Senate nears 60 on Keystone

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Supporters of the Keystone XL oil pipeline are nearing 60 votes in the Senate ahead of a vote next week on whether to approve the project.

With passage of a pipeline bill in the House all but assured, Sen. Mary LandrieuMary Loretta LandrieuBottom line A decade of making a difference: Senate Caucus on Foster Youth Congress needs to work to combat the poverty, abuse and neglect issues that children face MORE (D-La.) says she is “confident” she can rally the 60 votes needed for a filibuster-proof majority in the upper chamber.

"It is ready for a vote and we have the 60 votes to pass it," Landrieu said on Wednesday.

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The Keystone debate is wrapped up in midterm election politics, with both Landrieu and her opponent in the Louisiana Senate runoff — Rep. Bill Cassidy (R-La.) — taking the lead on legislation. The House is set to vote on Cassidy’s Keystone bill on Friday.

Right now, Keystone supporters have a firm 58 votes in the Senate, 13 of which are from Democrats, after Sen. Tom CarperThomas (Tom) Richard CarperThe conservative case for phasing out hydrofluorocarbons Democrat asks for probe of EPA's use of politically appointed lawyers Overnight Energy: Study links coronavirus mortality to air pollution exposure | Low-income, minority households pay more for utilities: report MORE (D-Del.) on Thursday said he will vote "yes."

"Enough already, Carper said, when asked Thursday why he is backing the pipeline.

Carper said President Obama should declare victory on the climate deal with China, which he said will have "profound effects" that far outweigh Keystone in the fight on climate change.

"Let's clear the decks" and start talking about other issues, he said.

To reach 60, Landrieu and Sen. John HoevenJohn Henry HoevenDavis: The Hall of Shame for GOP senators who remain silent on Donald Trump Bottom line Bipartisan senators seek funding for pork producers forced to euthanize livestock MORE (R-N.D.), who sponsored the bill, are working overtime to convince on-the-fence Democrats to back the oil sands project.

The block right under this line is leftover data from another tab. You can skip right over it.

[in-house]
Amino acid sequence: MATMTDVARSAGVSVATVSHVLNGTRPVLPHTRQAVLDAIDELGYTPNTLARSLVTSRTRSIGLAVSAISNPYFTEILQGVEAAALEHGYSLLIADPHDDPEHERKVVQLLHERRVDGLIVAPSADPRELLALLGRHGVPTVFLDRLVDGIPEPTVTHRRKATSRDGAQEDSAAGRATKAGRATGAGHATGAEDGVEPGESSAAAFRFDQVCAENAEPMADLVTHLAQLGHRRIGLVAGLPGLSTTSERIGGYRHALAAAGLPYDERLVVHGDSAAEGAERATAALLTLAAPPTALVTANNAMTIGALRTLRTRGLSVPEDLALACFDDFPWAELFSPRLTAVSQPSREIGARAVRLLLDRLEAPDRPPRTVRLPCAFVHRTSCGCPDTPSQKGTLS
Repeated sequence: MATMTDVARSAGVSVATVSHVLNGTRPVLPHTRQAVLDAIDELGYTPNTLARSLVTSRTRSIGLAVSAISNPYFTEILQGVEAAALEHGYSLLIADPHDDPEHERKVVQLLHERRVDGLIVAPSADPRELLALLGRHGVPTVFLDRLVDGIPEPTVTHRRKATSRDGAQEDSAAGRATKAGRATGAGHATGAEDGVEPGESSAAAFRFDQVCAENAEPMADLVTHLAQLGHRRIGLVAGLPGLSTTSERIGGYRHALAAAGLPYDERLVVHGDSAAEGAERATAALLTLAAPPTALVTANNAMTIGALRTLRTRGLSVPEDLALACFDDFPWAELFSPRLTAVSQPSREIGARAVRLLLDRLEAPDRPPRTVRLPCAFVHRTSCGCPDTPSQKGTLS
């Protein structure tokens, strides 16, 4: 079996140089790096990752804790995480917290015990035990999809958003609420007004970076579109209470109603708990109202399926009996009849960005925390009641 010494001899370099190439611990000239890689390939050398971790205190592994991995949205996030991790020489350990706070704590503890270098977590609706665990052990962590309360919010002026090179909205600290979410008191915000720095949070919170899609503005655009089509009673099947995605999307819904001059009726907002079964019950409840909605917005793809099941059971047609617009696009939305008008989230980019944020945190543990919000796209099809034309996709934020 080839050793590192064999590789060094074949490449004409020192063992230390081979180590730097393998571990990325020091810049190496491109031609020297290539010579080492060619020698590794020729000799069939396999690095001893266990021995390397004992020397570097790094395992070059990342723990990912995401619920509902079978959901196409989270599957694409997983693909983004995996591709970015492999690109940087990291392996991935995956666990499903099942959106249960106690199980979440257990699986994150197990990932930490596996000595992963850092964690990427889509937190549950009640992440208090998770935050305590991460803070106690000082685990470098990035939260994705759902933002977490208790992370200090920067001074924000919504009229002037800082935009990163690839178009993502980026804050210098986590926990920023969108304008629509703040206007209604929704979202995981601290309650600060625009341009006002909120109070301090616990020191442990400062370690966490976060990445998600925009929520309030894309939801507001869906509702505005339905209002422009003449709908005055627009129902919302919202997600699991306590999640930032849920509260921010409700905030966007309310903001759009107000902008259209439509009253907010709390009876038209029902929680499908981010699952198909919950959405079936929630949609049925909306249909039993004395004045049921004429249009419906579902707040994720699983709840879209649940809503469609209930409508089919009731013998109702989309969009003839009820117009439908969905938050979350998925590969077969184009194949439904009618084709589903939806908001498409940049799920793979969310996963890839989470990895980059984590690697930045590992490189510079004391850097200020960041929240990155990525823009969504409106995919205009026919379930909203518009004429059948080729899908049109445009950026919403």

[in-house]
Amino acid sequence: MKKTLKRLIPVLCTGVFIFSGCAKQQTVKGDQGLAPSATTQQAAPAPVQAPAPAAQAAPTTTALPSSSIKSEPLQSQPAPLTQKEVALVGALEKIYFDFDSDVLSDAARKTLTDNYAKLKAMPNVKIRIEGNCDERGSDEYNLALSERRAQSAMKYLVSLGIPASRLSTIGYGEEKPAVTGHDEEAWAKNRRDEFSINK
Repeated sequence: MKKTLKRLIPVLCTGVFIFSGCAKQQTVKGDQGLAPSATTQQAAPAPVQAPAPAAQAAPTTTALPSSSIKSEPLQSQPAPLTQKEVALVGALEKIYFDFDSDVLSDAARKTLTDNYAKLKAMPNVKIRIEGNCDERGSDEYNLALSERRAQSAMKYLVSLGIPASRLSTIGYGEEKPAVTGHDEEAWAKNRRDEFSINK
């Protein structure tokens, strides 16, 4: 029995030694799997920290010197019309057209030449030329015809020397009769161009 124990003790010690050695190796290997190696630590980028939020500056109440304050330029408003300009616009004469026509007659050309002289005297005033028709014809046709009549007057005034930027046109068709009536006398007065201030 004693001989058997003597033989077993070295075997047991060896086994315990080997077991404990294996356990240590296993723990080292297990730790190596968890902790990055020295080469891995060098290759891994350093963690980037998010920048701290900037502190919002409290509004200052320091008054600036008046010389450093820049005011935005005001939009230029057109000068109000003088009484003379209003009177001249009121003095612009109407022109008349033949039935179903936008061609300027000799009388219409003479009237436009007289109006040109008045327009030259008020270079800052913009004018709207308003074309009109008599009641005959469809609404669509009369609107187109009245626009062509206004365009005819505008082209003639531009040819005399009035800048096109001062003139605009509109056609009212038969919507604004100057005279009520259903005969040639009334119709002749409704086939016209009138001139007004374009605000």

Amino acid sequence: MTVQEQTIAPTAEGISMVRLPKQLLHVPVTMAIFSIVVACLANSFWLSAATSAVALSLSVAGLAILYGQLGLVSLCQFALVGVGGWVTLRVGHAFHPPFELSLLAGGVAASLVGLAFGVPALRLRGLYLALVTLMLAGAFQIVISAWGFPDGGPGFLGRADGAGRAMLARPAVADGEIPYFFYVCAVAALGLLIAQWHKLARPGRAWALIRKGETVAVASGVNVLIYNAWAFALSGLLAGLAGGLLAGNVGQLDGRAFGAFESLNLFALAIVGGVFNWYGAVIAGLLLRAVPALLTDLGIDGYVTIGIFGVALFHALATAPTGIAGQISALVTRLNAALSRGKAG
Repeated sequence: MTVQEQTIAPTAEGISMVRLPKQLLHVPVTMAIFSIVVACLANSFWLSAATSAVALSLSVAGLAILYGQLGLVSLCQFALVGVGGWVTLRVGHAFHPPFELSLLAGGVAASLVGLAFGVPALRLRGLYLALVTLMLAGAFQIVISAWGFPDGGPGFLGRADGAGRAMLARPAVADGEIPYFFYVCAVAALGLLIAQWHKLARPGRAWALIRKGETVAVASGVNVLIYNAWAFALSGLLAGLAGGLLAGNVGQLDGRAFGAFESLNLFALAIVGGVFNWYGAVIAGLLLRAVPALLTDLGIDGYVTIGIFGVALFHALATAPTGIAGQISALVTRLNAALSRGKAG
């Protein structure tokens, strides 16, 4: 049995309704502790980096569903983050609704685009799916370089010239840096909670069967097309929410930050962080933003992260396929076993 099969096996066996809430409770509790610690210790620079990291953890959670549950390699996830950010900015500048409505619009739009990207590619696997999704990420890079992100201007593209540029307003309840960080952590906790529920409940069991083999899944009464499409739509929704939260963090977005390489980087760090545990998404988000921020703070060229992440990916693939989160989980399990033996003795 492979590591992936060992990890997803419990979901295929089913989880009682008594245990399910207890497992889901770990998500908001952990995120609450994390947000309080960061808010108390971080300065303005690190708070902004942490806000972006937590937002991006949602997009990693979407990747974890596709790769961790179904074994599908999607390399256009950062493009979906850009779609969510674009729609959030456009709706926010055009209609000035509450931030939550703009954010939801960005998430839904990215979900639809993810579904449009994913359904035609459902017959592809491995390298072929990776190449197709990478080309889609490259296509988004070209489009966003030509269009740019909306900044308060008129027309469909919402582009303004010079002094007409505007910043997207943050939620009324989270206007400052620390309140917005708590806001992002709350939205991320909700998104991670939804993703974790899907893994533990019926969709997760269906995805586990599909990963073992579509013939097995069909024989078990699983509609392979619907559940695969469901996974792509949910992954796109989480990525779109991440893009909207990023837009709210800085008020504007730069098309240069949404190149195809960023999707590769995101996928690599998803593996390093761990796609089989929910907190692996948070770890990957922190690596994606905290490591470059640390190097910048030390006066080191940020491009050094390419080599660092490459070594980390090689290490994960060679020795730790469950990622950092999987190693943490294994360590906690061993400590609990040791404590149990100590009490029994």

Hoeven said he is helping Landrieu secure as many votes as possible.

“I thought we would have to wait until the new Congress is seated to have the 60 votes. But if 15 Democrats will join us, we can pass the bill now, and we should,” Hoeven said.

If a Keystone bill passes Congress, it’s unclear whether the president will veto it.

Landrieu said she is confident the bill “could potentially receive the signature of the president of the United States,” but acknowledged she hasn’t received any commitments from the White House.

Press secretary Josh Earnest on Wednesday said the administration’s “dim view of these kinds of proposals has not changed” when asked about the coming Keystone votes in the House and Senate.

Here are the four Democrats that Keystone supporters are most likely to target in the final push for 60 votes:

Sen. Chris CoonsChristopher (Chris) Andrew CoonsMurkowski: Supreme Court nominee should not be taken up before election Battle lines drawn on precedent in Supreme Court fight Sunday shows - Ruth Bader Ginsburg's death dominates MORE (D-Del.)

In May, when Landrieu and Republicans made a push for a Keystone vote, Coons was a no-go. His spokesman, Ian Koski, said earlier this year that Coons “believes the law makes clear that it’s up to the administration.”

Coons’s office on Thursday said the senator is frustrated with the Keystone review but will vote against the authorization bill next week because it isn't Congres's role to issue construction permits.

Sen. Bill NelsonClarence (Bill) William NelsonDemocrats sound alarm on possible election chaos Trump, facing trouble in Florida, goes all in NASA names DC headquarters after agency's first Black female engineer Mary W. Jackson MORE (D-Fla.)

Like Coons, Nelson said he would vote "no" earlier this year on a vote, but he is likely one of the Democrats Landrieu will target when whipping votes for the Canada-to-Texas pipeline.

Sen. Michael BennetMichael Farrand BennetOVERNIGHT ENERGY: House Democrats tee up vote on climate-focused energy bill next week | EPA reappoints controversial leader to air quality advisory committee | Coronavirus creates delay in Pentagon research for alternative to 'forever chemicals' Senate Democrats demand White House fire controversial head of public lands agency Next crisis, keep people working and give them raises MORE (D-Colo.)

It isn’t clear whether Bennet would join Keystone supporters this time around, but earlier this year told The Wall Street Journal he supports the project.

Bennet’s spokesman has not returned requests for comment.

Sen. Mark UdallMark Emery UdallThe 10 Senate seats most likely to flip Democratic presidential race comes into sharp focus Democrats will win back the Senate majority in 2020, all thanks to President Trump MORE (D-Colo.)

Udall, who lost his reelection bid to Republican Rep. Cory GardnerCory Scott GardnerBillionaire who donated to Trump in 2016 donates to Biden The Hill's Morning Report - Sponsored by Facebook - Trump previews SCOTUS nominee as 'totally brilliant' Cook Political Report shifts Colorado Senate race toward Democrat MORE (Colo.) last week, stands by his position that the process should be able to run its course, his spokesman, Mike Saccone, said Thursday. Udall believes “Congress should not be injecting politics into the pipeline review process.” 

— This story was lsat updated at 2:18 p.m.